Republican Party and the Legislative Gridlock

Republican Party

A major complaint of both of the major parties in the United States has been the persistent legislative gridlock, which has been the case since the Republican Party took control of the House of Representatives in the 2010 election. While it is demonstrably true that the Republicans are not terribly enthused with the prospect of compromise at this point, to act as though that were somehow surprising or unique would be strikingly dishonest. The fundamental issue is that one of America’s largest seat swings in a midterm election came through for the Tea Party freshman of the Republican Party, specifically because they promised their constituents that they would filibuster before appropriating another unnecessary dime.

In the election prior, the Bush presidency was winding down on top of a recession. The Republican Party didn’t have a lot positive on the horizon, as it was a fairly safe bet that if the election was coming framed as a referendum on a recession that happened under their watch, they were going to get creamed. And, they did. The Democrats, who had controlled the House and the Senate since the 2006 election, built upon those gains and captured the oval office.

The next two years in America came with what may have been the most tempestuous flurry of social experimentation since the New Deal. Later reports would look back on the effect of such programs as “Cash for Clunkers” to find that the most effective part of it was the cleverness of the name. Unless, of course, the intent was to lose money. The means by which the Affordable Care Act gained passage were so offensive to its dissidents, that even to this day its repeal is a stated goal of many Republican Party candidates. Rather unlikely that anyone is going to be forgetting Nancy “You have pass it so then you can find out what it means” Pelosi. The kicker is, it is still an issue that gains traction. Cognizant of the frustration of the American people, President Obama did something that had not been done in all the years before and since the television camera was invented: He criticized sitting Supreme Court Justices in remarks at the State of the Union address. For reference, the Supreme Court exists to be the rock to the president’s scissors. Also, it is difficult to make the case that nine actual constitutional scholars made the wrong decision simply because it disagreed with the opinion of one self-professed constitutional scholar, especially when the court is basically split down the middle of party lines. That was a lot of friendly fire the liberal Justices took, and contributed to President Obama’s all-time record of shutouts suffered by the court.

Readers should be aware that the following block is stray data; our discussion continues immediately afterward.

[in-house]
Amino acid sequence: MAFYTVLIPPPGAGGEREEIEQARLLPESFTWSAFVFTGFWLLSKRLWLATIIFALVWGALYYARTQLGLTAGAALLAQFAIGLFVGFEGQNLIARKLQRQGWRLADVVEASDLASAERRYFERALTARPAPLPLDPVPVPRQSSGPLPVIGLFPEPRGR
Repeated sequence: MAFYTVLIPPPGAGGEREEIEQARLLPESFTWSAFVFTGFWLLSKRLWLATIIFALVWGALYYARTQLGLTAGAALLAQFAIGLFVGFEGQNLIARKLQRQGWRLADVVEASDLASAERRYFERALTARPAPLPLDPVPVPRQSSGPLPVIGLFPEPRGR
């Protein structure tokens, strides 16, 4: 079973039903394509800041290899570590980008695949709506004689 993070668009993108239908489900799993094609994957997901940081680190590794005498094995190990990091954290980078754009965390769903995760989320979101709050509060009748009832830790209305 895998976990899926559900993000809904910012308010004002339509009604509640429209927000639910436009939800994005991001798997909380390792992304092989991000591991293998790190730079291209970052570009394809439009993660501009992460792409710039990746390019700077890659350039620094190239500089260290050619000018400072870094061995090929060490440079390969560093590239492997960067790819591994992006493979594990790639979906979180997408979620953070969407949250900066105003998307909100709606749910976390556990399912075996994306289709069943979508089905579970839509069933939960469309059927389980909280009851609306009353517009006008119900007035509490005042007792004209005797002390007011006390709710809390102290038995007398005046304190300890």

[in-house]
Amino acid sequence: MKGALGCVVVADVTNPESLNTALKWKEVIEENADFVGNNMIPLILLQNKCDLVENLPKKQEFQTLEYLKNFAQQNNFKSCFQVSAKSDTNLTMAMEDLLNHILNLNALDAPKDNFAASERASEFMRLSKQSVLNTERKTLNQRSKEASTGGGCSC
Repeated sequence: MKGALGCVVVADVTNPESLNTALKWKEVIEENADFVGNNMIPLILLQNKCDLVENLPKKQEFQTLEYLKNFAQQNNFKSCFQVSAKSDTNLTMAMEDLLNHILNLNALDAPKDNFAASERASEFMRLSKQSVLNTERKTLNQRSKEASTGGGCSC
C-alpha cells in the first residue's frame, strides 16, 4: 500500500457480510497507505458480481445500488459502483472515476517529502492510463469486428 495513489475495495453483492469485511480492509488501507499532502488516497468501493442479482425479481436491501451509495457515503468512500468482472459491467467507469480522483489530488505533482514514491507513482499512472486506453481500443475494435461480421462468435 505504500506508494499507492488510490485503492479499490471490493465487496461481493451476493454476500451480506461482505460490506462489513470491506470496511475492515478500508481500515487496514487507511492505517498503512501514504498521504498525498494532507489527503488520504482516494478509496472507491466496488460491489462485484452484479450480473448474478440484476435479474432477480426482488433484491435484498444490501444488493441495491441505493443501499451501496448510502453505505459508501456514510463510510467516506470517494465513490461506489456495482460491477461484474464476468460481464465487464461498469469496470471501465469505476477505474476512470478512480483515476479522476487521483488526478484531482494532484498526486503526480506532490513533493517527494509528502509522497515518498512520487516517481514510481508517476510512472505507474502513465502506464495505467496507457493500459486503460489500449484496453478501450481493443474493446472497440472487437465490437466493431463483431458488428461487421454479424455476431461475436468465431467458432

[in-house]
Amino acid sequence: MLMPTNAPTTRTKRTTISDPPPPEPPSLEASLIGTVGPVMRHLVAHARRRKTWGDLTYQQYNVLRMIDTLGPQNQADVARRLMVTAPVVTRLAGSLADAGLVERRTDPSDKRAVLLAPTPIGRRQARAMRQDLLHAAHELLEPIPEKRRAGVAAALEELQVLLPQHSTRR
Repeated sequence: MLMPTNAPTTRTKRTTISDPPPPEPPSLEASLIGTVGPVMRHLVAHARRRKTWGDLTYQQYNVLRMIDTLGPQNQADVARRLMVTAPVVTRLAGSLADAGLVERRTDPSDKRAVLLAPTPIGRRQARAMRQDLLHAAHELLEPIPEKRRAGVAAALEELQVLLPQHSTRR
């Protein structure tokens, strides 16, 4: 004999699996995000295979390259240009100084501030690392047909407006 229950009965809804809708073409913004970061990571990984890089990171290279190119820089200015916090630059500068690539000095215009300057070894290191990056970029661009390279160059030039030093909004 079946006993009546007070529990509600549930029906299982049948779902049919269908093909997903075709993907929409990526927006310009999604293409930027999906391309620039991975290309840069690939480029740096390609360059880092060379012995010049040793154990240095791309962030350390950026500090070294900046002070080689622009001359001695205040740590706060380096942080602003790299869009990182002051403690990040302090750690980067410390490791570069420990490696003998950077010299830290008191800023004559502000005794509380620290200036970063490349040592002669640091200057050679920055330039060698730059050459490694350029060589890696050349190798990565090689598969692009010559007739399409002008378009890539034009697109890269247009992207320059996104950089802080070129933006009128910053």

Republican Party
The gentleman pictured enjoys %66 approval from the nations’ Republicans, and is leading the field in potential 2016 candidates. Safe to say he’s doing what he was elected to do.

In a way, it is the chickens coming home to roost. The confidence, some would say arrogance, with which that 2008 Democrat class took their offices blinded them to the necessity of compromise. Few of them had the rational caution to remember that they would not control both chambers and the executive office simultaneously in perpetuity. So in 2010, the Republican Party rode a 63-seat swing in the House of Representatives and, probably correctly, interpreted it as mandate from the people to intentionally forestall further grandiose spending with legislative gridlock. It was the will of the people, and the first time that North Carolina elected the Republican Party to both state chambers in 130 years.

Without getting into the nitty-gritty of the whole debacle, it bears mentioning something about leadership. Leadership is something you have to be comfortable with to run a nation. A few of the classic expectations of good leadership that Americans hold as cultural values include taking responsibility, leading by example, basically stuff along the line of not asking anyone else to do anything that a prospective leader would not to themselves. It is not a matter of the Republican Party having leadership and the Democrats not, ad nauseum. Marketing and polling just sort of happened to drive candidates along this morally downward trend. It costs half a soul just to nominate yourself for office.

Without any consideration of specific policy, however, the ultimate responsibility belongs to the president. The only president in American history who didn’t volunteer for the job was George Washington. If a person were to be fair in their judgement, the Republican Party has had its own issues with taking their share of responsibility, but then again, they were elected specifically to obstruct the Obama administration. For them to fail to do so would go against representing their constituency.

America has not passed a budget in a number of years. A 18-year-old who just cut themselves off of apron strings has to do a budget and live by it, or they end up not paying their bills and facing eviction. When a president is elected to the office, it is their job to compromise. America does not elect kings, it elects presidents. Presidents, as the title implies, preside over a government. The Republican Party are obstructing the remainder of President Obama’s legislative agenda because partisan gridlock is the closest thing that they can do to representing the will of their people.

Opinion by Brian Whittemore


The New York Times

National Affairs

Photo by Rene Schwietzke – flickr License

Inset Photo by Gage SkidmoreWikimedia Commons

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